Two Treatments Down, Sixteen More To Go

Well, I am still alive and kicking.  The last two months have been a whirlwind.  The beginning of the New Year, I was preparing to train for Grandma’s marathon.  Starting to get ready for the half marathon I had in the middle of February, and was just going to multiple appointments getting my daughter diagnosed with ADD.  Fast forward to the first week of February, I now have cancer.  I had a 7-hour major surgery were cancer was removed from just about every organ in my abdomen, and I was starting chemotherapy.  Never in a million years, did I imagine that I would have been diagnosed with cancer, and never during the recovery of the surgery did I realize how quickly I would recover and how quickly chemotherapy would knock me out.

Now, I am two weeks into an 18-week treatment protocol.  The first week of chemo, the doctor delivered the surprisingly good news that I had survived the worst of it, and that I was probably going to be OK.  I didn’t feel OK.  I was achy, tired, and bordering between nauseous and starving.  Two weeks later, more side effects are starting to come out.  Last night I noticed that I have NO taste.  I cannot taste anything unless it is strong.  My tongue is completely numb.  Yesterday, a clump of hair fell out while I was in the shower.  I realize that this journey is going to be a fun one…  However, each day I wake up, and feel strong enough to write, go for a walk, or watch endless episodes of my favorite shows is a good day.  I hope to be back blogging soon, or working on my novel, or doing something other than thinking about cancer.  Please keep me in your thoughts and prayers!

The Curious Case Of Jodi Vetter


I am writing this blog on an iPhone. I have been experiencing a surprising health crisis. I thought that I was doing everything right. I am nearing 40, I watch my diet, and I am active– I lift, I run, I bike, and swim. I didn’t think I needed to go to the doctor, because a. I was in tuned to my body, b. I enjoyed being blissfully unaware of my own mortality, and c. I would KNOW if I was sick. Turns out me being active was nearly my undoing. It could still be my undoing (please pray).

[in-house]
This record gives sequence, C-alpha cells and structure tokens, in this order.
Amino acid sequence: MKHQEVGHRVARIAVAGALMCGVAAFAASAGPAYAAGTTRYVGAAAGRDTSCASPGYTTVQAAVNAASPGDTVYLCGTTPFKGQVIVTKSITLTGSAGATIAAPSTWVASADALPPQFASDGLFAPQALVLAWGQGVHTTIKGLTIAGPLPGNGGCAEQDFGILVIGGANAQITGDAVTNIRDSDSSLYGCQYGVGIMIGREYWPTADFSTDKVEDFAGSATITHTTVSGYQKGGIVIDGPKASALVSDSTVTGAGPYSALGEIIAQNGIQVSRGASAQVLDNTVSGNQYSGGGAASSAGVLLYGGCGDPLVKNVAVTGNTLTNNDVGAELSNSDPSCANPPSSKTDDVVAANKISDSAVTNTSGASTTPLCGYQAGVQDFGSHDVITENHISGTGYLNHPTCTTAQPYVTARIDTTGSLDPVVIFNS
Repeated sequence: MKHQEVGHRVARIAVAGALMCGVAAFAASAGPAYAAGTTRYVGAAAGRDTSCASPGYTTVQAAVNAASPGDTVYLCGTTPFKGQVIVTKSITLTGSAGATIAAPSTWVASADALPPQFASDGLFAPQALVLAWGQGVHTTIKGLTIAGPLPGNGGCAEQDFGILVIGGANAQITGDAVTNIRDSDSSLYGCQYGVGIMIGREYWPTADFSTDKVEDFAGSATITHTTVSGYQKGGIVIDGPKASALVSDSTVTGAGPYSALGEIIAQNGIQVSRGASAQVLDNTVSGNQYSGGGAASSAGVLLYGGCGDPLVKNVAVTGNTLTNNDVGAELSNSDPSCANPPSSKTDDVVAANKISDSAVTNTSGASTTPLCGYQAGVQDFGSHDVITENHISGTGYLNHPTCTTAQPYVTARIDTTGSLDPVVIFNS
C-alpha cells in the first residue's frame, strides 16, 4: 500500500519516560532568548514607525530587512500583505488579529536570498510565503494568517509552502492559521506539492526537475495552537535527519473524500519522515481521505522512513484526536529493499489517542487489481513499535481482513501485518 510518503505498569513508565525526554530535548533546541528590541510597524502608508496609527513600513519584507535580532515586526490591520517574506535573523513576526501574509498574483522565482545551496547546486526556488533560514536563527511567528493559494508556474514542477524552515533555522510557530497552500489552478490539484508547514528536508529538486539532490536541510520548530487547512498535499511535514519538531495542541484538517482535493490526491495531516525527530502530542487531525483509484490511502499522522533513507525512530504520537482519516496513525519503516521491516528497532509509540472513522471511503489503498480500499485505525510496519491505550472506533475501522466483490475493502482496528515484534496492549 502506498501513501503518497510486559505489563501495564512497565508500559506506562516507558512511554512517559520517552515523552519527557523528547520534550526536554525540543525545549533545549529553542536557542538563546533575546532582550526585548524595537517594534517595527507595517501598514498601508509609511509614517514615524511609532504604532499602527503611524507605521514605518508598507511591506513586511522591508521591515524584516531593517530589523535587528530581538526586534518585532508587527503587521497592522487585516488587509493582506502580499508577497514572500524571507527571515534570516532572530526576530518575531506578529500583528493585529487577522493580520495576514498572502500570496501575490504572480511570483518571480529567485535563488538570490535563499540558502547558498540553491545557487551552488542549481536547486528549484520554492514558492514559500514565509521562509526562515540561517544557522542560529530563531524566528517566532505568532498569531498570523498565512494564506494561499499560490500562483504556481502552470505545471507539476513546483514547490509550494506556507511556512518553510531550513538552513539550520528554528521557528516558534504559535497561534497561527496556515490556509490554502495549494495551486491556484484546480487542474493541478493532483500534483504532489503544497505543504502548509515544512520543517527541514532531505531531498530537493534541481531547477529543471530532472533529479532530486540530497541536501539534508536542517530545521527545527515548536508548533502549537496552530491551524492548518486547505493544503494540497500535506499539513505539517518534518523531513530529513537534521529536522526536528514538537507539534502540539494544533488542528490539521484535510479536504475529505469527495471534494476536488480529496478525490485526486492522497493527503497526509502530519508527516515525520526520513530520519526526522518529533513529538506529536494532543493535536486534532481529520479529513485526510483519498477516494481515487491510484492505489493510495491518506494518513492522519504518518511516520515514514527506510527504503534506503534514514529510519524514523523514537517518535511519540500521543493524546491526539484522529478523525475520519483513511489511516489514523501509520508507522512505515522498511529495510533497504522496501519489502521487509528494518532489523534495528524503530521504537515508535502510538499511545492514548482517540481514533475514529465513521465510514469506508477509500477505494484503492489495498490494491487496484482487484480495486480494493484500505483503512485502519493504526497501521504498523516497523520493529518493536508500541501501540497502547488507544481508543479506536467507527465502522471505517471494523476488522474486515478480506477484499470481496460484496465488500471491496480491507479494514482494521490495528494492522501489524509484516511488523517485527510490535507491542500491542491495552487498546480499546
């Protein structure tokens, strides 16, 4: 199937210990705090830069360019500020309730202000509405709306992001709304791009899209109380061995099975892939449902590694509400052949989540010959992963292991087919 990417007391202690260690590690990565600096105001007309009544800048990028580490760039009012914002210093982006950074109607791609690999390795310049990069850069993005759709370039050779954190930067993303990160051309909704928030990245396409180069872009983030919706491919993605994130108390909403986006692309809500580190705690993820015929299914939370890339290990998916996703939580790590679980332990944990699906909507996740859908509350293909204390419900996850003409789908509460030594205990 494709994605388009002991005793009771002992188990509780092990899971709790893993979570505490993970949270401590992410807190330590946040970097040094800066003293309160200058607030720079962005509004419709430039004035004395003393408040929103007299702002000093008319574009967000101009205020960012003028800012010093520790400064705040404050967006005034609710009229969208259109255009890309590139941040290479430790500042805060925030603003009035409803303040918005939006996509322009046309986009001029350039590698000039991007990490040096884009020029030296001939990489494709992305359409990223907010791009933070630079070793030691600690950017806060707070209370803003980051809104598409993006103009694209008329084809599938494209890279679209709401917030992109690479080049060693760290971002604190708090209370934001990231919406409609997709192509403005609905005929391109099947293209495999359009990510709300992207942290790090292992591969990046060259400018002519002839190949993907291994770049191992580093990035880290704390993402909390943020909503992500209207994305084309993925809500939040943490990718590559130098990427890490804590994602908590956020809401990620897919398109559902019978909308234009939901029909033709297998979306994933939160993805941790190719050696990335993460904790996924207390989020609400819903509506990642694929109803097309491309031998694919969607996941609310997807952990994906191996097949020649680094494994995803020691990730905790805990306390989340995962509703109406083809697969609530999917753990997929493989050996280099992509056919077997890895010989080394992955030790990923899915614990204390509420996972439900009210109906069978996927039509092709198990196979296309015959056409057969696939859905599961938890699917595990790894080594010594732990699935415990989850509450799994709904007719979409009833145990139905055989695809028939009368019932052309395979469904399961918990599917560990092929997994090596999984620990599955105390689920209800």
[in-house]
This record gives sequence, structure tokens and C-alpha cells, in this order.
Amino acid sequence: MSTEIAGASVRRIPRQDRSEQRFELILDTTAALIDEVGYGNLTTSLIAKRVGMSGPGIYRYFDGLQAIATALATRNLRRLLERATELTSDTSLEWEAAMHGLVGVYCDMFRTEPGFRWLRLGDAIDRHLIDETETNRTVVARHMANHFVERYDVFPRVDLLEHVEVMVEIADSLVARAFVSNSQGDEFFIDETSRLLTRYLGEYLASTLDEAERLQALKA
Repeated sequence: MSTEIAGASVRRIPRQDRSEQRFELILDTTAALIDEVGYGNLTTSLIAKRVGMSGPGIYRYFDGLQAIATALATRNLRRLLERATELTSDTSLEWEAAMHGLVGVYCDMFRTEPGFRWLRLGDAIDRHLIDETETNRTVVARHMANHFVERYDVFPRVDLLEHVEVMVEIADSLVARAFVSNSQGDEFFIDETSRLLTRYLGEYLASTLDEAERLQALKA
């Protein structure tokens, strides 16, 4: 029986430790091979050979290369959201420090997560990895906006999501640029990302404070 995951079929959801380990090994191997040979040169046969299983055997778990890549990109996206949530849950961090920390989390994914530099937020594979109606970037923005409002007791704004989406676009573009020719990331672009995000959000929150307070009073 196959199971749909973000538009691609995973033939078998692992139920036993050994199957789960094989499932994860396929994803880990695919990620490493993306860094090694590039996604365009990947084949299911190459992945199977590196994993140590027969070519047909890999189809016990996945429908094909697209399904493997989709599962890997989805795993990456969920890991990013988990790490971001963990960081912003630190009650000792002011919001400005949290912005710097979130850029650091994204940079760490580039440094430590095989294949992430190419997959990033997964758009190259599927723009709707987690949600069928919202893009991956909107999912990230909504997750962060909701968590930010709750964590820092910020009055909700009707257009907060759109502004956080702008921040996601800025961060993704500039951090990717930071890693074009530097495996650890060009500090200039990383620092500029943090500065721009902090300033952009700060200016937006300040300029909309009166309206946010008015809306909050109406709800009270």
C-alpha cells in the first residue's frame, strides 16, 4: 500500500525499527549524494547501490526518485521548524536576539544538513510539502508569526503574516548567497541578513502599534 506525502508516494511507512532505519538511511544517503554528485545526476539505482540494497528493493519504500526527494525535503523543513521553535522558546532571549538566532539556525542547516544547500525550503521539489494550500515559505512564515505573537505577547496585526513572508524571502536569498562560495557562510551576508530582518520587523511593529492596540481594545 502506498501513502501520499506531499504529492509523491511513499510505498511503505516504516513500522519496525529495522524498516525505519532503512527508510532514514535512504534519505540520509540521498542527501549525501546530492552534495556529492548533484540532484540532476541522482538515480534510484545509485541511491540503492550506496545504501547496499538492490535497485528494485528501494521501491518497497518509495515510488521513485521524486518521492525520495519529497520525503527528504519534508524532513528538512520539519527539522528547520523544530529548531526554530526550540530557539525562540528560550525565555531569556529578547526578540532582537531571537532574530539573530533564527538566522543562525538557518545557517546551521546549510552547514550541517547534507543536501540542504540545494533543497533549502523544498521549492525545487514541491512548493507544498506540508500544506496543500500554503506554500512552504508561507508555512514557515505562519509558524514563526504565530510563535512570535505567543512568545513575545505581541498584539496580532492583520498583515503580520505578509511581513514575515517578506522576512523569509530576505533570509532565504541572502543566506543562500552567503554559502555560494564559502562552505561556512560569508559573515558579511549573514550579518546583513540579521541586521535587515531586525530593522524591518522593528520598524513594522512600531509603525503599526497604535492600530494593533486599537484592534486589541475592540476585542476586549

My story started about a year ago, I was experiencing some discomfort in my back. I had gone into the doctor, and was told it was a back injury. I went through the  physical therapy program, was declared not injured and went about my life.

A few months later, I experienced some dull aching pain in my back. I mentioned it a few times that I needed to do something about my back. I would do sit-ups, squats, and lunges. I mentioned the back ache a few times to my husband, but he shrugged it off.

I went on with my life.  The pain ebbed and flowed with my cycle.  Since it was regular monthly visitor, I assumed it was cramps, or ovulation.  This month, I decided that I needed to go in, and get some piece of mind regarding my body.  I am nearing 40, youth is fleeting.  I thought running made me immune.

I was wrong.  In 2002, I was in a train accident which affected my upper respiratory system.  I had switched insurances, and made my first appointment in almost six years.  The doctor being diligent ordered a chest x-Ray.  They found something.

I had a pleural effusion, or liquid on the lungs.  I was sent to the ER.  Three CT scans later, I was transported to the region medical center.  My kidney is being cut off by a large mass in my pelvis. Near my cervix.

The first thought, cervical cancer– with fluid on the lungs– I was probably stage 3 or 4.  This plunged me into the cardiac ward where I rode a roller coaster.

First, my lungs were drained and then the fluid was sent off to be tested. Then a revolving door of doctors and specialists came to see me: I had cancer, I didn’t have cancer, there is a mass, there is no mass, I need a stent, I don’t need a stent.

I am now day five into this whole thing, and this is the best guess: my kidney was blocked by something in my pelvis. The something is either a cancerous ovarian tumor, fibroid tumor, or endometriosis. My guess- endometriosis (my history points towards it).  I had a stent installed and biopsy on the mass.  I am waiting on the final word.  Then I face chemo, radiation, and/or hysterectomy.  I am facing this with humor and positivity- I am young, healthy, and have a great support.

The biggest thing that I came away with is a few life lessons:

  1. Make peace with those you wronged. Don’t go out with regrets.
  2. Be an advocate for yourself.
  3. Don’t think that you are doing everything “right” that you are immune.
  4. Don’t put off, or skip annual exams.
  5. Be thankful for what you have.
  6. Don’t share medical diagnosis until you have the final word.
  7. Stay or get healthy– my activity and diet probably saved my life.